In preparing for a visit to come customers, I was reviewing the instructions needed to make sure AES was the preferred cipher used in SSL/TLS and playing around with a test server to confirm things were working.  These secure layers allows for the encrypting of information we now take for granted when completing online purchasing and viewing our bank accounts.  It was important to know how to ensure AES is the preferred cipher, since new software like Microsoft's Windows Server 2008 R2 and most new Linux distributions will see a huge performance gain in encryption on Intel's new processors only if they choose this cipher.  The same technology is also available for encrypting data at rest in databases.


I was also reviewing some news clippings I had saved about some of 2009's biggest computer security stories.  When reading the responses about the NARA incident that potentially exposed part of database including privacy information of 76 million servicemen, reasonable people asked how an organization could have that concentration of information and not have it encrypted.  It seems obvious after the fact of sending a malfunctioning hard disk out to a non-government organization that having the data encrypted would have been a good idea.    But why wasn't it encrypted.  Sadly, it is not unusual thinking.  Many, dare I say most, organizations consider the hard disks in their data centers and the information they contain physically secure.  And why not.  They have strict policies of admission and typically require destroying of media.  Yet with all these policies in place headlines seem to continue.


In between playing with SSL encryption and reading some headlines on data breaches I had to ask myself why not just encryption everything.  Really, what if we just encrypted everything.  Why not?


Well the reasons usually cited include performance, key management and cost.  Anyone that has taken a new hard drive and done a complete encryption of the drive knows it can take some time, often hours.  At the data center application level, most benchmarks don't include use with any indication of the impact of encryption.  Some papers suggest the overhead encrypting a database could be 25-30% percent.  What DBA wants to sign up for that kind of performance hit?  However with the latest processors the performance is really starting to become a non-issue.  New processors in servers (and clients) have instructions that accelerate one of the most popular encryption algorithm today, AES.  These new instructions speed up the encryption itself 3x-10x which translates in to the applications like databases and full disk encryption not having an impact to compute performance.  Actually the limitation now is more in the hard drive technology.  The CPU time to encrypt is not the limiter as much as it is the time taken to read and write all the data on the hard drive.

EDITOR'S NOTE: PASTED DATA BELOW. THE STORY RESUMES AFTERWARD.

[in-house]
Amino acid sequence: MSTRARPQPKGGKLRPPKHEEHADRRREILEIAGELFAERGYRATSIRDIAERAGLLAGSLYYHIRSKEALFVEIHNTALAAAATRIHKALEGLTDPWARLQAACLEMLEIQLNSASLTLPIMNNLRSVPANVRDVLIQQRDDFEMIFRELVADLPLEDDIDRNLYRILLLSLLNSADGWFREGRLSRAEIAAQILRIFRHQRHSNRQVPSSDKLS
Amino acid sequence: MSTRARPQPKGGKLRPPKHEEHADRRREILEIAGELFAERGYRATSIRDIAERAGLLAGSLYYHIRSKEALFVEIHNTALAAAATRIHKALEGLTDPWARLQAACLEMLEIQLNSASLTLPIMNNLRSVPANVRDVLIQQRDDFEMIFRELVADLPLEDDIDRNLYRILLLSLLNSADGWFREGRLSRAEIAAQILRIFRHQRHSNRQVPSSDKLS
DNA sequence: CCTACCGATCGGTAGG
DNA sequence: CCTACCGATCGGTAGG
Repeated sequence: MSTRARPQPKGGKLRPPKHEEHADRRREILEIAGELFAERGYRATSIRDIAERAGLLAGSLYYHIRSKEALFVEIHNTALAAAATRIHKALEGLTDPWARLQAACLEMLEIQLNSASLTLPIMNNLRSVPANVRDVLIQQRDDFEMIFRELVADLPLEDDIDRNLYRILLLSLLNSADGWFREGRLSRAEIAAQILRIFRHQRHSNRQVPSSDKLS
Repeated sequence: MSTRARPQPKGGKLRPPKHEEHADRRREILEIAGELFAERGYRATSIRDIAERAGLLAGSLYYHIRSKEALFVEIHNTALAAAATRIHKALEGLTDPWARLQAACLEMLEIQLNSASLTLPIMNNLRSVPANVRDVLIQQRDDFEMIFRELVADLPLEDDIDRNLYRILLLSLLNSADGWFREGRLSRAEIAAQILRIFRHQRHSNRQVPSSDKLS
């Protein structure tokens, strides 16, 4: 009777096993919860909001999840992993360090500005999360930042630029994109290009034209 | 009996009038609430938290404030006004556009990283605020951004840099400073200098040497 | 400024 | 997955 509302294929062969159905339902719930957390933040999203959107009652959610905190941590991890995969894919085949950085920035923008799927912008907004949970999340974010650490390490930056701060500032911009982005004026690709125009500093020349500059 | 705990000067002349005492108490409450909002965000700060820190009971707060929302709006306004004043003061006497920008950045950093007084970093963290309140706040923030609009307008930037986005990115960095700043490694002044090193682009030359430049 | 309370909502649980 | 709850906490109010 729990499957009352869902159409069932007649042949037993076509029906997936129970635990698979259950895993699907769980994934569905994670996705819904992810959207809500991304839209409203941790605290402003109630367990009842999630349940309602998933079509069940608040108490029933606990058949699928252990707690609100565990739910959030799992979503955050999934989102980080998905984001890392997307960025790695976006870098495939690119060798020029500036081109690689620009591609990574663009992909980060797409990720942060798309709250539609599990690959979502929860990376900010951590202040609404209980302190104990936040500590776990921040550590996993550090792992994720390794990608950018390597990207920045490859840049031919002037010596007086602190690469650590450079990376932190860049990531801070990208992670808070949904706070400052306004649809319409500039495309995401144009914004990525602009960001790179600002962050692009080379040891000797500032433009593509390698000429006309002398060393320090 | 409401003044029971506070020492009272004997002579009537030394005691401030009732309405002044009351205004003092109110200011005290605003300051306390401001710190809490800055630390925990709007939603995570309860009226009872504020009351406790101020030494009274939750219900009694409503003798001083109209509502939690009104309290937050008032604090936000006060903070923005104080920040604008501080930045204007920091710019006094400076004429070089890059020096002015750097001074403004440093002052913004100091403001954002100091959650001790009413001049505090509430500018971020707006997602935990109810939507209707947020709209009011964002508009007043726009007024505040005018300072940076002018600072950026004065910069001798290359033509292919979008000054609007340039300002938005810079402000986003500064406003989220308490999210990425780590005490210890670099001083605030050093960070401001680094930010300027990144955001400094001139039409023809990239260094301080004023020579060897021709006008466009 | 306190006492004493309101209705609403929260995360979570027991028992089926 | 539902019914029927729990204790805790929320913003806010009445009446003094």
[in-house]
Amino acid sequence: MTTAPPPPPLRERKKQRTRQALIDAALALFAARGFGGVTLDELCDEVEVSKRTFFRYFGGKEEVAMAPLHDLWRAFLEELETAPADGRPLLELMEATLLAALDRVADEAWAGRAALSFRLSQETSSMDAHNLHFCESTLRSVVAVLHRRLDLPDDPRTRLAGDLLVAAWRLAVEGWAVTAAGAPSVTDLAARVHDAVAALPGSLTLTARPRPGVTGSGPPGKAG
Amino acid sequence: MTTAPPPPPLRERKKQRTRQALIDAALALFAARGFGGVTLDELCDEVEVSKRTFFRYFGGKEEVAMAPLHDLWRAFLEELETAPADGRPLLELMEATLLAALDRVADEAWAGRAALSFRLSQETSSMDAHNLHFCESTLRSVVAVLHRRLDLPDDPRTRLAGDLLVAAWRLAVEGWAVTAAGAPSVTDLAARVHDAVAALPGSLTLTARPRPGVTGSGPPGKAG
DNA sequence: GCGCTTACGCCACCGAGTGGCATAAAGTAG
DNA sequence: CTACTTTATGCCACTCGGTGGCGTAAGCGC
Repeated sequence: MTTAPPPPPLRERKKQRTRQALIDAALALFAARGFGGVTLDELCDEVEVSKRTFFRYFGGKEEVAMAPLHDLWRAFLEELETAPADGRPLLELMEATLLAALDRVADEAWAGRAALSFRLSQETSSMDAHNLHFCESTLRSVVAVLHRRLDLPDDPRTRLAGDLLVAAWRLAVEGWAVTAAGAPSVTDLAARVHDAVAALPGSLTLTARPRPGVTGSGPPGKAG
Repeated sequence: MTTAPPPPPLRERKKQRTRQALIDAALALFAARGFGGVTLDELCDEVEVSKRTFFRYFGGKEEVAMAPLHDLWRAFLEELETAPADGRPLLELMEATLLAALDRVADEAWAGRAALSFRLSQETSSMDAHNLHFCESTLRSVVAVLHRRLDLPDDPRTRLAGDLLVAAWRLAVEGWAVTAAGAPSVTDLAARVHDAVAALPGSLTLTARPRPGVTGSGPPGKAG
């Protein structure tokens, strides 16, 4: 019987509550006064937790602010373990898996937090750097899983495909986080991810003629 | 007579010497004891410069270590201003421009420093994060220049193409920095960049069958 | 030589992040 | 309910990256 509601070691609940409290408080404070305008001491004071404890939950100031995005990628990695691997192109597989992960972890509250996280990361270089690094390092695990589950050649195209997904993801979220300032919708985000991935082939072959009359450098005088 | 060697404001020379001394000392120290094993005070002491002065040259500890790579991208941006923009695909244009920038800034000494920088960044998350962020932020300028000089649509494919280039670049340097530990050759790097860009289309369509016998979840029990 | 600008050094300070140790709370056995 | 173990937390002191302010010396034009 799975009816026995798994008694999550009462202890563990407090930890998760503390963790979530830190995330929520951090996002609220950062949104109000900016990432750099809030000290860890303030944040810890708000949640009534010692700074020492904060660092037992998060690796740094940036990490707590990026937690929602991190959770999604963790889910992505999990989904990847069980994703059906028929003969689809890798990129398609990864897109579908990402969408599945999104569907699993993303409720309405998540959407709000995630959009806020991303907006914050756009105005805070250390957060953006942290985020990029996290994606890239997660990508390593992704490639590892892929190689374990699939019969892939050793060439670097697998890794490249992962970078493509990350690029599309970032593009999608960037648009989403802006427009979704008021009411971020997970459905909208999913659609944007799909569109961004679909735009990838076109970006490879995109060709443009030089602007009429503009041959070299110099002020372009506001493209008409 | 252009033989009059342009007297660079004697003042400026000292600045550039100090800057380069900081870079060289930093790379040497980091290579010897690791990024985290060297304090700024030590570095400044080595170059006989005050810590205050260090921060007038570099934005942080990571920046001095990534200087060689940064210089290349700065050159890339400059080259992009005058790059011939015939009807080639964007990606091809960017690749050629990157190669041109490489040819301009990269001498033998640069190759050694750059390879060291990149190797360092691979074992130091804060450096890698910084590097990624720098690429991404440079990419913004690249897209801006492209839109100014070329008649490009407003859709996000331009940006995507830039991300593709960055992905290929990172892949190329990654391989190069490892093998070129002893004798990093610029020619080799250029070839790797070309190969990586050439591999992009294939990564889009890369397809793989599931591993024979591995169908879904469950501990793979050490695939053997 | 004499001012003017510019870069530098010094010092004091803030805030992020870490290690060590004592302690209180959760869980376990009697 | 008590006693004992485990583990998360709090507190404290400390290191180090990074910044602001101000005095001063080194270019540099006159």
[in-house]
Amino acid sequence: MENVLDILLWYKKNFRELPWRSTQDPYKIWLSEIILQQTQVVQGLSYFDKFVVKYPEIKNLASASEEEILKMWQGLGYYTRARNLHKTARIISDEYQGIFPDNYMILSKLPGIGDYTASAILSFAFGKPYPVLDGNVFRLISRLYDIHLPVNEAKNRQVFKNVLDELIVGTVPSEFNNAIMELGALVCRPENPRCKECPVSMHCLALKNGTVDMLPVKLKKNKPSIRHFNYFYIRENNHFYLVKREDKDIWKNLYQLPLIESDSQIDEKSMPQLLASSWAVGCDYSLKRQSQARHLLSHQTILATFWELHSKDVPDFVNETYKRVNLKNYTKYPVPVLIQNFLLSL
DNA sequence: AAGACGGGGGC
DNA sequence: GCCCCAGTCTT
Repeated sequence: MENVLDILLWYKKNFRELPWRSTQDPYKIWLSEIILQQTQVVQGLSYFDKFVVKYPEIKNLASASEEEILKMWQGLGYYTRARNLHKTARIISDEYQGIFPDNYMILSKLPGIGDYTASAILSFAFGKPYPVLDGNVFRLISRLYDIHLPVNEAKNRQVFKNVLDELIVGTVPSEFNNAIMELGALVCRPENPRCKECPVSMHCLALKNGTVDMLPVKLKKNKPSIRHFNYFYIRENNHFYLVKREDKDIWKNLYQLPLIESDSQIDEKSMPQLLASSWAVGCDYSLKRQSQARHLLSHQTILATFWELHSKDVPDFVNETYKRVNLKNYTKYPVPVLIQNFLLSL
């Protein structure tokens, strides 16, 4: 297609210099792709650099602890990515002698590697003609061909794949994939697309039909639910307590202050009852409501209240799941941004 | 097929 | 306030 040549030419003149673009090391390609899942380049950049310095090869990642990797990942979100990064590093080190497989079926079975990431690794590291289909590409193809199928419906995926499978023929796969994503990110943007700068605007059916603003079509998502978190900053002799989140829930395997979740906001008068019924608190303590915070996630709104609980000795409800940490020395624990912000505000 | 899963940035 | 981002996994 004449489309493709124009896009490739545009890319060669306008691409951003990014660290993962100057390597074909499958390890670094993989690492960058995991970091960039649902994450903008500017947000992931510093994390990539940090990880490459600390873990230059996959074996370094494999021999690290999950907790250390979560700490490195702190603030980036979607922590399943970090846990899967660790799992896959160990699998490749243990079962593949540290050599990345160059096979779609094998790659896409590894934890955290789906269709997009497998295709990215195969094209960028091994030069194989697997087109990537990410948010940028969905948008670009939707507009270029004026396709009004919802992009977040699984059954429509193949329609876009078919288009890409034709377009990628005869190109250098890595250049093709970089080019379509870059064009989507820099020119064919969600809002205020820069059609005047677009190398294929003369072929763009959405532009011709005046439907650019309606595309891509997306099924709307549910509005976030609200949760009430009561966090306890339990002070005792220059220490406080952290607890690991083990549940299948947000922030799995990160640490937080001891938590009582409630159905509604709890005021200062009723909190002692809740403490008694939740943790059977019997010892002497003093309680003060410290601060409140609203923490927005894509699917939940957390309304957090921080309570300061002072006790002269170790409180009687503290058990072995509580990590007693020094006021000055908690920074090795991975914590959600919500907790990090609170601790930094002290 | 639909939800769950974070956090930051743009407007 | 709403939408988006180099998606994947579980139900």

So why not encrypt all the time.  Well certainly there is the potential for additional cost.  Although there are free or bundled software encryption products out there, many software vendors charge extra for security packages.  Given the average organizational cost of a data breach is over six million dollars, for the few applications that charge a premium would be a cost-effective insurance policy.   So that leaves one remaining barrier, key management.  Some of suggested the small scale IT could lose more data from losing keys than a data breach.  As some recent spy novel-like news stories suggest, poor storage of keys is often the easiest way to "break" encryption.  But key management really not that hard.  In the modern world, what person doesn't have dozens of passwords and pins numbers to manage.  And what large organization doesn't already have sophisticated key management infrastructure and policies in place.  So back to the original question, why not encrypt everywhere?  Now that performance isn't an issue, it seems the last real excuse is gone.